Journal Information
Vol. 112. Issue 2.
Pages 199-200 (February 2021)
Vol. 112. Issue 2.
Pages 199-200 (February 2021)
Letter to the Editor
DOI: 10.1016/j.adengl.2019.05.022
Open Access
Role of Cyanocobalamin Levels in Managing Paraneoplastic Erythroderma: A Practical Approach
Papel de la cianocobalamina en el abordaje práctico de la eritrodermia paraneoplásica
Visits
...
A. Andamoyo-Castañeda, E. Gómez-Moyano
Corresponding author
, D.J. Godoy Díaz, L. Martínez Pilar
Departamento de Dermatología, Hospital Regional Universitario de Málag, Málaga, Spain
Article information
Full Text
Bibliography
Download PDF
Statistics
Figures (1)
Full Text
To the Editor:

In their excellent study on erythroderma, Cuellar-Barboza et al.1 analyze the various causes of this condition in adults. The etiology is neoplastic or paraneoplastic in 1% of cases, and, within this group, erythroderma is most frequently associated with hematological malignancies and cutaneous T-cell lymphomas, which account for 25%–40% of cases of erythroderma associated with cancer.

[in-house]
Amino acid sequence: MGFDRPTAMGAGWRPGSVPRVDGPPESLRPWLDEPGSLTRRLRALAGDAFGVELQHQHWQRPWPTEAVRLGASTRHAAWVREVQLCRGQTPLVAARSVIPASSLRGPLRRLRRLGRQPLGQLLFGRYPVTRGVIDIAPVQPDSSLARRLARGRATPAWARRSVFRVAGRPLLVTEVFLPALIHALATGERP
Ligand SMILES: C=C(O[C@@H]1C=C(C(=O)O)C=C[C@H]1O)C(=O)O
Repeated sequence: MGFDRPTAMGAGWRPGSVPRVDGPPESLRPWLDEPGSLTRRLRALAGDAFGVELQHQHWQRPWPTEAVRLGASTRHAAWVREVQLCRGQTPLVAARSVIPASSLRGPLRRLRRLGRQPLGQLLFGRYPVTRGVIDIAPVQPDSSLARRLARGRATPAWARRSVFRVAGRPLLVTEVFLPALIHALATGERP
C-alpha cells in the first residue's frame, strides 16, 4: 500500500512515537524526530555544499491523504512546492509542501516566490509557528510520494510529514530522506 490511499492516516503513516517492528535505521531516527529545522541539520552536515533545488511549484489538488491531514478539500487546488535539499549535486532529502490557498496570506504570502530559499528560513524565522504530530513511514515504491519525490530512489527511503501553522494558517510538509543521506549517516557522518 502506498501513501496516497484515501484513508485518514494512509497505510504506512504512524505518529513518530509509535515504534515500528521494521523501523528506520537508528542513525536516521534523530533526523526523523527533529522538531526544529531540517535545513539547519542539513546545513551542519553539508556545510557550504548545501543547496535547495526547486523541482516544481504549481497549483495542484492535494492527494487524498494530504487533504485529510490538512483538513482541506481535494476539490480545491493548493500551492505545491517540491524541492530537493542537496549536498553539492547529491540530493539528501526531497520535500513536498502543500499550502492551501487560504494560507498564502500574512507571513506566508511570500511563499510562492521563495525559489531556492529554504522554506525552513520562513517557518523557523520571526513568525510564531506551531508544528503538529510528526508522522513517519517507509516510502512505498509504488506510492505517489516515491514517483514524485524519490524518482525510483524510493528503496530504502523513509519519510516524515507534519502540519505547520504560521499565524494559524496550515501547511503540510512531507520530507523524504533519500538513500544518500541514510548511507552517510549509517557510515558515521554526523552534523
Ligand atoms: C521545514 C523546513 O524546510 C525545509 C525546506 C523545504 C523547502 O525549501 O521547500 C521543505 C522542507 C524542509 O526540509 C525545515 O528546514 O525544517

Of note, the authors compile a series of laboratory findings and group them by frequency. These have previously been reported in the literature and include elevated erythrocyte sedimentation rate, leukocytosis, eosinophilia, anemia, liver function, and kidney function. They highlight the importance of the eosinophil count in drug reaction with eosinophilia and systemic symptoms syndrome and call to mind the association between eosinophilia and malignant erythroderma. Their approach stresses the usefulness of Sézary cell count analysis in the diagnosis of Sézary syndrome and mycosis fungoides.